News is still the king of TV


We found it eventually in a tub of Lego. It was one of the many very minor crises of the Great Covid Lockdown of April 2020. Towards the end of the strict five-week shelter-in-place, our three-year-old son lost our DStv remote. No tech stores were even open, while grocery stores generally don’t stock emergency DStv remotes.

We watched the news through the DStv Now app for three days, until we played with that box of Lego.

It was a subtle reminder of how important, even in this age of streaming, access to news is. Our TV sets have evolved, as have our habits, into a hub of entertainment, gaming and bingeing. In the early spasms of the pandemic – which history will look back on as some strange generalised public temporary madness – we were fixated with the news. Considering TVs and screens have become necessary for our new bingeing addictions, it was a return to a more glorious age for the TV news industry.

The media industry is not just an essential service, in Covid-19 parlance, but part of the lifeblood of democracy. It’s a stark reminder of the importance of news – and that most people can only get state-owned news provided by the state broadcaster.

Over the last few years I’ve lost count of the conversations I’ve had – and especially in the last three months – about “cutting the cord” – the phrase used in the United States for cancelling cable TV services – in lieu of online streaming services.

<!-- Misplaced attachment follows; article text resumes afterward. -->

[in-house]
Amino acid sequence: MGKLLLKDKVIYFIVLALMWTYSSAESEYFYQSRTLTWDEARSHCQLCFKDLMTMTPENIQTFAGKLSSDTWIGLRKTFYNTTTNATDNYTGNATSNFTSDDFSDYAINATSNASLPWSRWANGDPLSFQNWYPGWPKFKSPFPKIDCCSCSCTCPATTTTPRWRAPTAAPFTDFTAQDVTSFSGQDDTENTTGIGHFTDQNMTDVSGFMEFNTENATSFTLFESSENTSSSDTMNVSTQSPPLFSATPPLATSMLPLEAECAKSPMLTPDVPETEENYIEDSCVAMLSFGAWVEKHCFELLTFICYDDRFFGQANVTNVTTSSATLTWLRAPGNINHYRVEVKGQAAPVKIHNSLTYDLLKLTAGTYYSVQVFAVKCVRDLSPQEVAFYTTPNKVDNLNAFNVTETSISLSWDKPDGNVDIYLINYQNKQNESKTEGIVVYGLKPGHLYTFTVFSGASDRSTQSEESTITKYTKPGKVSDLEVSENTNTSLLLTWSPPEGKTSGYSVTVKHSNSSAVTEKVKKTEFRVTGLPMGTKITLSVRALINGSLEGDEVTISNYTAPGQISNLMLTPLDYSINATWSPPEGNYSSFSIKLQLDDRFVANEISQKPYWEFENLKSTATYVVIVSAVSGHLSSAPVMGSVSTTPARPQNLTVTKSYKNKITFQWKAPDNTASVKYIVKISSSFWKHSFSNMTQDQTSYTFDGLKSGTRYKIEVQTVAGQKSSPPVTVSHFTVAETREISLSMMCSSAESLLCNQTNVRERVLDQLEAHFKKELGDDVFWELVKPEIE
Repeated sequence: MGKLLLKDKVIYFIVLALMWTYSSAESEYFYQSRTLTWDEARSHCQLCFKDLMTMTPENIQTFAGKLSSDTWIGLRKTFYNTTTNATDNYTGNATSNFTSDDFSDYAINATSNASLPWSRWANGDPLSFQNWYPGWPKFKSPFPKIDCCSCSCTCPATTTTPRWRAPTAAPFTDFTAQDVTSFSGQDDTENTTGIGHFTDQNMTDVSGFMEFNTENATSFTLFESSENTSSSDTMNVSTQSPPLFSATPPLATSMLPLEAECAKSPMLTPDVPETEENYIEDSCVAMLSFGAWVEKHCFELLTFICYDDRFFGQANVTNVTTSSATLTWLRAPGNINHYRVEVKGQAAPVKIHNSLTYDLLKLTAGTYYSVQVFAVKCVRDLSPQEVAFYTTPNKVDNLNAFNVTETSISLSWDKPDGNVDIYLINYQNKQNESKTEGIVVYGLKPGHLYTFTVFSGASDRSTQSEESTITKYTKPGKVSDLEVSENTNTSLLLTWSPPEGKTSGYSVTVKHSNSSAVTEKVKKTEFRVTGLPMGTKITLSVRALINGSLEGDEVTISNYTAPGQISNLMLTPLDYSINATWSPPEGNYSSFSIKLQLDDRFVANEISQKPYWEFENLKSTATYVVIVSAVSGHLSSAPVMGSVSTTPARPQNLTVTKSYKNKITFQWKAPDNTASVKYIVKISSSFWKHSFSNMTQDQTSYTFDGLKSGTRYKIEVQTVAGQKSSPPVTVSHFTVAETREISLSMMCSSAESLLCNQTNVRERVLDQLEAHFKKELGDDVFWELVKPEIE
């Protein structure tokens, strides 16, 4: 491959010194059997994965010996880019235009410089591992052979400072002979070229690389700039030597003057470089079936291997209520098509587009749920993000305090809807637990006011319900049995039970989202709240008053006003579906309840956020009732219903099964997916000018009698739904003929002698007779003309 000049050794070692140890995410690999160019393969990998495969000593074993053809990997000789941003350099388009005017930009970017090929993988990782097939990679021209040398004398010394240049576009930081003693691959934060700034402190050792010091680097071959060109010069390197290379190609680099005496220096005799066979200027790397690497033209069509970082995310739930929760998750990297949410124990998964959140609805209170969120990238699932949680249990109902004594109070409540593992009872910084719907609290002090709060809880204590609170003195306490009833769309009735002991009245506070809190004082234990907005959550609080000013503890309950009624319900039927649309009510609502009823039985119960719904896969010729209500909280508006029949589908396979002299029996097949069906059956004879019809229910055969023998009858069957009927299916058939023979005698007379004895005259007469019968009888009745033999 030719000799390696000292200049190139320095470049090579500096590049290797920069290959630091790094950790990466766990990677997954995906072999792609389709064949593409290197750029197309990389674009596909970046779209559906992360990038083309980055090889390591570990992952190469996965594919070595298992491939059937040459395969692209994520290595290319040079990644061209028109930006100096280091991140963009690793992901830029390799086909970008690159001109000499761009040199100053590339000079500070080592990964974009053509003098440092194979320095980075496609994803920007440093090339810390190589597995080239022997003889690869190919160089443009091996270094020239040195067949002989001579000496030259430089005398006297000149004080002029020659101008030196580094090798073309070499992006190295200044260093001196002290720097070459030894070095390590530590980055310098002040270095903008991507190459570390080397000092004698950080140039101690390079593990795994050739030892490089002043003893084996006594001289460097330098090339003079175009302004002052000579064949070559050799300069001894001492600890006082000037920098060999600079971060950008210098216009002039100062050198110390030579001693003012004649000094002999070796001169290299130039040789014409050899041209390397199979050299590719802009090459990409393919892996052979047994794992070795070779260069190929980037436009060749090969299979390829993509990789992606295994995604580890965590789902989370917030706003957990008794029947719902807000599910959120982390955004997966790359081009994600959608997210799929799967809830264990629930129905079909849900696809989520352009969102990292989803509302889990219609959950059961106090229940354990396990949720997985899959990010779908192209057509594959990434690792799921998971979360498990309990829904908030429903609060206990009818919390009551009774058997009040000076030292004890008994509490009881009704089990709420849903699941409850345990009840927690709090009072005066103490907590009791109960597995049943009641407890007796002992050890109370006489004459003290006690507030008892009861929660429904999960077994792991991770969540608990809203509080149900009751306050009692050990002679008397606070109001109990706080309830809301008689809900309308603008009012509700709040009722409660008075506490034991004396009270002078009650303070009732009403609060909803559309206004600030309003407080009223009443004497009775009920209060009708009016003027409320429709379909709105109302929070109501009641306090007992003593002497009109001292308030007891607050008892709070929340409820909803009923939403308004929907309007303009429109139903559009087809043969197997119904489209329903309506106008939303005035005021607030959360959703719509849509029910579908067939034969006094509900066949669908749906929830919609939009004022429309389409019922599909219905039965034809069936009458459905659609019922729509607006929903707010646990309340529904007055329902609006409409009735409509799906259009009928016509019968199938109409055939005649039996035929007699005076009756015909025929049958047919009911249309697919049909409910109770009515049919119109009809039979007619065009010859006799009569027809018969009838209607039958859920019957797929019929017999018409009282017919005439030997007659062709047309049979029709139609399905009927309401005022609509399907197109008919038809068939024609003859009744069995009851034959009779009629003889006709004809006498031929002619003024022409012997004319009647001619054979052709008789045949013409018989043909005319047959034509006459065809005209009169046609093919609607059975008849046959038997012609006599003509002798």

It used to be an either-or decision. Either cable (so called because it literally used a cable, an early precursor to fibre) or Netflix. But then a funny thing happened. When the copyright owners of Friends discovered that was the most watched show on Netflix, it occurred to them they could make all the money from a subscription instead of a percentage.

At the same time, Netflix itself evolved from being an archive of old material into a $8bn a year production studio, while Amazon Prime, Apple and Disney have ramped up their productions – as have so many other studios.

Now most consumers need to subscribe to multiple services to get all the content they want. I have three subscriptions. DStv is my primary video subscription, irreplaceable for of news and sport, followed by Netflix and Showmax (which is now bundled with DStv Premium).

I was heartened to see MultiChoice announcing they would include Netflix and Amazon Prime in their new Xplora decoder expected later this year. That’s a clever strategy. Many people without smart televisions don’t have a device – called a set-top box by the industry – to play a streaming service. In South Africa, the largest installed base of set-top boxes are DStv decoders. Not all can play Netflix, but if you’re going to upgrade your decoder, it makes sense if it can also stream the competition. Netflix has an all-you-can eat policy but Amazon cleverly sells other services (HBO, Apple TV+ and Disney+). Multichoice is clearly adopting some of the latter’s strategy too.

As Sun Tzu, the original urban poet, said: keep your friends close but your enemies closer.

This article first appeared in Financial Mail.


About Author

Toby Shapshak is editor-in-chief and publisher of Stuff, a Forbes contributor and a Financial Mail columnist. He has been writing about technology and the internet for 20 years and his TED Global talk on innovation in Africa has over 1,5-million views. He has written about Africa's tech and start-up ecosystem for Forbes, CNN and The Guardian in London. He was named in GQ's top 30 men in media and the Mail & Guardian newspaper's influential young South Africans. He has been featured in the New York Times. GQ said he "has become the most high-profile technology journalist in the country" while the M&G wrote: "Toby Shapshak is all things tech... he reigns supreme as the major talking head for everything and anything tech."

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